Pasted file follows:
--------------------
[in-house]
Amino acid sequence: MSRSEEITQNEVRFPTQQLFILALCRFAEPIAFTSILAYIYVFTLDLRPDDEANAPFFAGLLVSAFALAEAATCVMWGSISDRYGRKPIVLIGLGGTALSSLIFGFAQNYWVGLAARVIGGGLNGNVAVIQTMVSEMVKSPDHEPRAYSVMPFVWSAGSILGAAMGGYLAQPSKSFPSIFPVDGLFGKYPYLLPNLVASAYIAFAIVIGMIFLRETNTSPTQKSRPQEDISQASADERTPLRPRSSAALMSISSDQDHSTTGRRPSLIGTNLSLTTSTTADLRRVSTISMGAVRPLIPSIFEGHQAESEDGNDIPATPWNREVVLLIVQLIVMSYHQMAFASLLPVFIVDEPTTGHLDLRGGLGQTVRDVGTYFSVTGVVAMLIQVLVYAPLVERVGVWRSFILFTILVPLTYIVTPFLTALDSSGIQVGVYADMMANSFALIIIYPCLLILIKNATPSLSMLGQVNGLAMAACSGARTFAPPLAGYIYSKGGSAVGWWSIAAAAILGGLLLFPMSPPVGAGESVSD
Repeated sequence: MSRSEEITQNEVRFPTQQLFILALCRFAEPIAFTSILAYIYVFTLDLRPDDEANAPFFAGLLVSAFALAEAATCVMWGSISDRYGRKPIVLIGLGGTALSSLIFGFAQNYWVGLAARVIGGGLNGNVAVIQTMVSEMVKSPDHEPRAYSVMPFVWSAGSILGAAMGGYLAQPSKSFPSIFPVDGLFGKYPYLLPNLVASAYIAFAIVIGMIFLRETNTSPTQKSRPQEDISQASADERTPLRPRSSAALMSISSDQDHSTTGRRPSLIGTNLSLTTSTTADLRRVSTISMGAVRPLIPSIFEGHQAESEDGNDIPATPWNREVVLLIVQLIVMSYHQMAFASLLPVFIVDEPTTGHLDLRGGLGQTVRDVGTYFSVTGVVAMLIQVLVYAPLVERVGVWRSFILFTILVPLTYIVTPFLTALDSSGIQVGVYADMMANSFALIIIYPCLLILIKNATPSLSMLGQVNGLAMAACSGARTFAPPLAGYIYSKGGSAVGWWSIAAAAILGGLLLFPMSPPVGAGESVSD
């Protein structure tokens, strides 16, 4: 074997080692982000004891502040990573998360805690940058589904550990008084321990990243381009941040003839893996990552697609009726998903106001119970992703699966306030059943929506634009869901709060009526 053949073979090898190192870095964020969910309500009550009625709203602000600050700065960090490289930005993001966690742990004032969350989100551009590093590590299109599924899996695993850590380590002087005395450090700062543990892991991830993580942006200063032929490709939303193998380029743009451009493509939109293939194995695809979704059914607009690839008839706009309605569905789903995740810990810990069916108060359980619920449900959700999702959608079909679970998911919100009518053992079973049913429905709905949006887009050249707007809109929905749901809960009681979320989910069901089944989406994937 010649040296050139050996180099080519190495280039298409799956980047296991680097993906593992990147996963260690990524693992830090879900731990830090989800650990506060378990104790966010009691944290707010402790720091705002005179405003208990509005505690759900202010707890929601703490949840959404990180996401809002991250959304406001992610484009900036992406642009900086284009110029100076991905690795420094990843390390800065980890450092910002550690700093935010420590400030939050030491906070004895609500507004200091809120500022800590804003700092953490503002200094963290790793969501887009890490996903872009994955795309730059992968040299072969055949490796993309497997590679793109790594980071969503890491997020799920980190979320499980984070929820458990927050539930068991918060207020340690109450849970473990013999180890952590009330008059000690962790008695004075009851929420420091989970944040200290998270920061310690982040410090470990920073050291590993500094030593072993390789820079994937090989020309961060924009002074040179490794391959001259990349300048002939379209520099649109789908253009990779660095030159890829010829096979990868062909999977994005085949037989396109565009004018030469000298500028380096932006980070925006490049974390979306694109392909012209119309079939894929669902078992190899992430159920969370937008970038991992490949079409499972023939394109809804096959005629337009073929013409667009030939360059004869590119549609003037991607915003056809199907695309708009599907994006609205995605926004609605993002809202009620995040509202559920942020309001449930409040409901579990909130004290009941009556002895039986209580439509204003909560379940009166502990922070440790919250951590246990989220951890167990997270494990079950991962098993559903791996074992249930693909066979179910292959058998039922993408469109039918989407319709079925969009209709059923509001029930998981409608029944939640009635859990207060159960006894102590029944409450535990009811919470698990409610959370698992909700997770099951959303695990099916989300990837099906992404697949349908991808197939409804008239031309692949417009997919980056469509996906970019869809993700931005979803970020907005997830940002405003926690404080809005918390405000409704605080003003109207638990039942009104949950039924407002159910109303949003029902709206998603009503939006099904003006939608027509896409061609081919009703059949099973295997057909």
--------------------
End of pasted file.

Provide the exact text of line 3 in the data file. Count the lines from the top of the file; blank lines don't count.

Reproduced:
Repeated sequence: MSRSEEITQNEVRFPTQQLFILALCRFAEPIAFTSILAYIYVFTLDLRPDDEANAPFFAGLLVSAFALAEAATCVMWGSISDRYGRKPIVLIGLGGTALSSLIFGFAQNYWVGLAARVIGGGLNGNVAVIQTMVSEMVKSPDHEPRAYSVMPFVWSAGSILGAAMGGYLAQPSKSFPSIFPVDGLFGKYPYLLPNLVASAYIAFAIVIGMIFLRETNTSPTQKSRPQEDISQASADERTPLRPRSSAALMSISSDQDHSTTGRRPSLIGTNLSLTTSTTADLRRVSTISMGAVRPLIPSIFEGHQAESEDGNDIPATPWNREVVLLIVQLIVMSYHQMAFASLLPVFIVDEPTTGHLDLRGGLGQTVRDVGTYFSVTGVVAMLIQVLVYAPLVERVGVWRSFILFTILVPLTYIVTPFLTALDSSGIQVGVYADMMANSFALIIIYPCLLILIKNATPSLSMLGQVNGLAMAACSGARTFAPPLAGYIYSKGGSAVGWWSIAAAAILGGLLLFPMSPPVGAGESVSD